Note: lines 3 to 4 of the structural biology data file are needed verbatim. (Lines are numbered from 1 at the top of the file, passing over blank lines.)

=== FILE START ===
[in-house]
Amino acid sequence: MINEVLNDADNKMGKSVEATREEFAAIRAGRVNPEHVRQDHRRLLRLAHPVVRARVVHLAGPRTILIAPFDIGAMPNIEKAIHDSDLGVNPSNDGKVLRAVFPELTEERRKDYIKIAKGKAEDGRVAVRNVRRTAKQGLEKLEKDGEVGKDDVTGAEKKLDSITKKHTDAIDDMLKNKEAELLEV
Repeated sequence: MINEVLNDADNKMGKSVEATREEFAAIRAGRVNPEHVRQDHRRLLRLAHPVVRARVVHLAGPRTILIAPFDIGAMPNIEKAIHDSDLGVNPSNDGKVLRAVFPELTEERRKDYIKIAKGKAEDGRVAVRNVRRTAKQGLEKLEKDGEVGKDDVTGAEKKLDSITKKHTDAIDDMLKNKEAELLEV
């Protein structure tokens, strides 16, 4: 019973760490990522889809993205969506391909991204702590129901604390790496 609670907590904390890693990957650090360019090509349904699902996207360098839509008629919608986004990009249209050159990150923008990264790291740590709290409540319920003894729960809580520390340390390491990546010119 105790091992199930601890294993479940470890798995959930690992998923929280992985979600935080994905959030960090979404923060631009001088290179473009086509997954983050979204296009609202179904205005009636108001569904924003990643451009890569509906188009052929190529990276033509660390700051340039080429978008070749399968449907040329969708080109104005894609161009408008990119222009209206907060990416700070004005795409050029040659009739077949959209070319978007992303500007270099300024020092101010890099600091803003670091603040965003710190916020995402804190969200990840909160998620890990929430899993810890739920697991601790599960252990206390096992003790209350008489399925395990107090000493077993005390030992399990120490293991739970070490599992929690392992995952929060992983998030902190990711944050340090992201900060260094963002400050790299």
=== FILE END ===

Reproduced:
Repeated sequence: MINEVLNDADNKMGKSVEATREEFAAIRAGRVNPEHVRQDHRRLLRLAHPVVRARVVHLAGPRTILIAPFDIGAMPNIEKAIHDSDLGVNPSNDGKVLRAVFPELTEERRKDYIKIAKGKAEDGRVAVRNVRRTAKQGLEKLEKDGEVGKDDVTGAEKKLDSITKKHTDAIDDMLKNKEAELLEV
């Protein structure tokens, strides 16, 4: 019973760490990522889809993205969506391909991204702590129901604390790496 609670907590904390890693990957650090360019090509349904699902996207360098839509008629919608986004990009249209050159990150923008990264790291740590709290409540319920003894729960809580520390340390390491990546010119 105790091992199930601890294993479940470890798995959930690992998923929280992985979600935080994905959030960090979404923060631009001088290179473009086509997954983050979204296009609202179904205005009636108001569904924003990643451009890569509906188009052929190529990276033509660390700051340039080429978008070749399968449907040329969708080109104005894609161009408008990119222009209206907060990416700070004005795409050029040659009739077949959209070319978007992303500007270099300024020092101010890099600091803003670091603040965003710190916020995402804190969200990840909160998620890990929430899993810890739920697991601790599960252990206390096992003790209350008489399925395990107090000493077993005390030992399990120490293991739970070490599992929690392992995952929060992983998030902190990711944050340090992201900060260094963002400050790299």